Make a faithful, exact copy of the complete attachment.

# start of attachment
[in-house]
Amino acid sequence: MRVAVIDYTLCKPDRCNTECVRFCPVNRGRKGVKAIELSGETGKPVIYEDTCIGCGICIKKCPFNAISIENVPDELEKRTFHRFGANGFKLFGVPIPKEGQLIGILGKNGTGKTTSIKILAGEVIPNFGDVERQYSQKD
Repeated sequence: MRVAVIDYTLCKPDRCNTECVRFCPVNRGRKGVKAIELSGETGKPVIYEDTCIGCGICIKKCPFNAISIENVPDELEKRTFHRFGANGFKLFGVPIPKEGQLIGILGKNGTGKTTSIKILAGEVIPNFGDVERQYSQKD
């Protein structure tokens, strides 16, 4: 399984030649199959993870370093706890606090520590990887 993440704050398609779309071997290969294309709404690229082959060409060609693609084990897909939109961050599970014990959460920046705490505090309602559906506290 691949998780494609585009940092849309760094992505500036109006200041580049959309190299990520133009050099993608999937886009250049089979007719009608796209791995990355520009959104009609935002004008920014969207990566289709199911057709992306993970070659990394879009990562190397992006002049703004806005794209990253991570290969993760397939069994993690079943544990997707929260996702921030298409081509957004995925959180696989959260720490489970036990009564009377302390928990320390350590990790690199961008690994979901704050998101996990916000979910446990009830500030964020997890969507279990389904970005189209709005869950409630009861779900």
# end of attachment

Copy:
[in-house]
Amino acid sequence: MRVAVIDYTLCKPDRCNTECVRFCPVNRGRKGVKAIELSGETGKPVIYEDTCIGCGICIKKCPFNAISIENVPDELEKRTFHRFGANGFKLFGVPIPKEGQLIGILGKNGTGKTTSIKILAGEVIPNFGDVERQYSQKD
Repeated sequence: MRVAVIDYTLCKPDRCNTECVRFCPVNRGRKGVKAIELSGETGKPVIYEDTCIGCGICIKKCPFNAISIENVPDELEKRTFHRFGANGFKLFGVPIPKEGQLIGILGKNGTGKTTSIKILAGEVIPNFGDVERQYSQKD
């Protein structure tokens, strides 16, 4: 399984030649199959993870370093706890606090520590990887 993440704050398609779309071997290969294309709404690229082959060409060609693609084990897909939109961050599970014990959460920046705490505090309602559906506290 691949998780494609585009940092849309760094992505500036109006200041580049959309190299990520133009050099993608999937886009250049089979007719009608796209791995990355520009959104009609935002004008920014969207990566289709199911057709992306993970070659990394879009990562190397992006002049703004806005794209990253991570290969993760397939069994993690079943544990997707929260996702921030298409081509957004995925959180696989959260720490489970036990009564009377302390928990320390350590990790690199961008690994979901704050998101996990916000979910446990009830500030964020997890969507279990389904970005189209709005869950409630009861779900």